SWINDON Supermarine chief Lee Spalding is immensely proud of a season that has taken his club to their highest position in the footballing pyramid.

The Southern League might have ended early and the records been expunged from history to start afresh next season courtesy of the coronavirus outbreak, but that won't take away the fact Spalding guided Marine to fourth in the table and right in the Premier South play-off mixer before everything was abruptly halted.

Their previous best finish to date was tenth in the old Southern League Premier nine seasons ago.

And this term's successes have beaten Spalding’s expectations.

“The players have been outstanding,” he said. “At the start of the season we said our aim was progression on last season.

“We brought three or four players in but I kept the squad mostly the same, to be honest.

“When I look throughout the season we haven’t used that many players, we’ve pretty much stuck with the squad we had at the start of the season. There have been a couple of changes, but overall the effort from the players has been fantastic.

“I would say we’ve overachieved this season with everything that we’ve got, and when you look at the clubs in and around us in the league position we are in, they’re all big clubs, they’re all clubs that have played at higher levels and have probably got bigger budgets.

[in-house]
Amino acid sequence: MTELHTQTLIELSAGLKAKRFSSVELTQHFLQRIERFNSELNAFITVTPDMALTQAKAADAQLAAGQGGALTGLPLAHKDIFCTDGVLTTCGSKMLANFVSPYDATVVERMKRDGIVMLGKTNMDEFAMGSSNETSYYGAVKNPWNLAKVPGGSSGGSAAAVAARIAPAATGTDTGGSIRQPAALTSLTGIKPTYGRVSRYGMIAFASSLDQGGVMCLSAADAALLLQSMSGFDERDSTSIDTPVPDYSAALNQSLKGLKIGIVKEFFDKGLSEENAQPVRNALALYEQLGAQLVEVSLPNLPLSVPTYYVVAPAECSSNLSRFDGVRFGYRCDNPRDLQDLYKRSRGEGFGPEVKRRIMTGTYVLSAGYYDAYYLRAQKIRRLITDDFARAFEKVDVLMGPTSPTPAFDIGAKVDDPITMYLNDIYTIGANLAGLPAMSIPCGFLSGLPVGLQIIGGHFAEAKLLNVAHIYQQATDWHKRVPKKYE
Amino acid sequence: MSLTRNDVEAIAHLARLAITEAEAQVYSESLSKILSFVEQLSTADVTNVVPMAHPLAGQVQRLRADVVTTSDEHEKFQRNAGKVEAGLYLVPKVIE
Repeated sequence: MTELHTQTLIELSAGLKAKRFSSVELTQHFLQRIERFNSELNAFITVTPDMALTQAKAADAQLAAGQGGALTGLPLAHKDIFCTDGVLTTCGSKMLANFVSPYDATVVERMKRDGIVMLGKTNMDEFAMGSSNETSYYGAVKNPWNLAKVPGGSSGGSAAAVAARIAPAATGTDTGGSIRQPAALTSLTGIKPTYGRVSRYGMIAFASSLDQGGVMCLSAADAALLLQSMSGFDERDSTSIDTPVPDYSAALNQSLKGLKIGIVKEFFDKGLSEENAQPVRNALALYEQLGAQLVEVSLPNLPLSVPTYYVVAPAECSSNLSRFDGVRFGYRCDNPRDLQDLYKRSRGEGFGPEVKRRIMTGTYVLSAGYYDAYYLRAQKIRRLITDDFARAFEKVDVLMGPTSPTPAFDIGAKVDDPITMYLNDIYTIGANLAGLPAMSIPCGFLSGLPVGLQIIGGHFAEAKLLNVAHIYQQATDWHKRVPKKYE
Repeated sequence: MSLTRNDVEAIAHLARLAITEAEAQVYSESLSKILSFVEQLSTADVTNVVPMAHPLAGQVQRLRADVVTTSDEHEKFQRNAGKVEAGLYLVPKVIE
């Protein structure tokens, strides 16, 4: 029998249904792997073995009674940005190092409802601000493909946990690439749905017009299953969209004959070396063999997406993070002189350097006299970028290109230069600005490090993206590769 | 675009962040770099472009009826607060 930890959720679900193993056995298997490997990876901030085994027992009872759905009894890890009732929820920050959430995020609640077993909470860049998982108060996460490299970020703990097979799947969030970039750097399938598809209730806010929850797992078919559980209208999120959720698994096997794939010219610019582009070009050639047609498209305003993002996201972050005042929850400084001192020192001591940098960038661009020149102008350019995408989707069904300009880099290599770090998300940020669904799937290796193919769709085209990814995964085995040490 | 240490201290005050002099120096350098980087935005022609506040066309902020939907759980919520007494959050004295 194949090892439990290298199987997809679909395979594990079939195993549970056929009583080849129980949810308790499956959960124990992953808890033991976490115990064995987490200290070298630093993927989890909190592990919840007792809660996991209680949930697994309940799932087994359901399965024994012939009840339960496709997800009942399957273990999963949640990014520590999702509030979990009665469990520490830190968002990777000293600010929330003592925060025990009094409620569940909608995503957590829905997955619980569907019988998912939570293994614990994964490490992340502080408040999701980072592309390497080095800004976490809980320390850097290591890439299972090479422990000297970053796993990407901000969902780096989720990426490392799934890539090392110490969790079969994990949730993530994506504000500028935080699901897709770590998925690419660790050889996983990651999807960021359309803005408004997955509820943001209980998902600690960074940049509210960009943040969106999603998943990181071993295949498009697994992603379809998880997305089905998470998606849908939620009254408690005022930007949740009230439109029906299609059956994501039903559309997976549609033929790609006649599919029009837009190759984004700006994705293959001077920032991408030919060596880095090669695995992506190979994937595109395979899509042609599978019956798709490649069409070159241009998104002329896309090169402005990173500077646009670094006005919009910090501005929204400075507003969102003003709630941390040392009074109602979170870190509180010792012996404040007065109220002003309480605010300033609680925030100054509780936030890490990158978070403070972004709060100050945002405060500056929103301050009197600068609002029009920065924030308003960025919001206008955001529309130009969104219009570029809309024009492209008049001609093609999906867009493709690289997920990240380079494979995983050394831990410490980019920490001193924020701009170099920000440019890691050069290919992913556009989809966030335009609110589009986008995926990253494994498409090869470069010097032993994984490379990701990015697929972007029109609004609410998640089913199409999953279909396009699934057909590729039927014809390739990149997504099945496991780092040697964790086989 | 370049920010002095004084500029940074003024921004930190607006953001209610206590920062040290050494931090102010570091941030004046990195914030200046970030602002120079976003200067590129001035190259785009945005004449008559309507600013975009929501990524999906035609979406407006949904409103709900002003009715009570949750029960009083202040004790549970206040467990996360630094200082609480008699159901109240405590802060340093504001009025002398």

“What we’ve achieved up to this point was fantastic. That’s the disappointing thing about the season coming to the end; we’ve managed to compete, we’ve managed to overachieve and do really well.

“On lots of levels it’s very pleasing, because all the players and everyone involved with the football club deserve a big pat on the back for how well we did this season.”

All of non-league football will now end early after the National League became the last to agree with the standpoint of their counterparts.

Though gutted Marine will not get the chance to compete for a spot in National League South, Spalding says the coronavirus pandemic puts on-pitch matters into a different light.

“From a football perspective it is disappointing, especially when you see that we had ten games left and we’re in a good position fourth in the league,” he said.

“You look at the remaining fixtures we had for the season, it looked like we were in a good position to really press home, have a good end and be challenging for one of the play-off spots.

“From that perspective it’s massively disappointing when you look at all the effort that goes into the season; what the players have put in, the staff have put in, the fans and the people at the football club that have put into it.

“But when you look at what’s going on outside of football it hits home and makes you realise that it is football.

“At the end of the day everyone’s health and wellbeing is more important than finishing the football league, as much as we all live it – and it is a way of living for a lot of people.”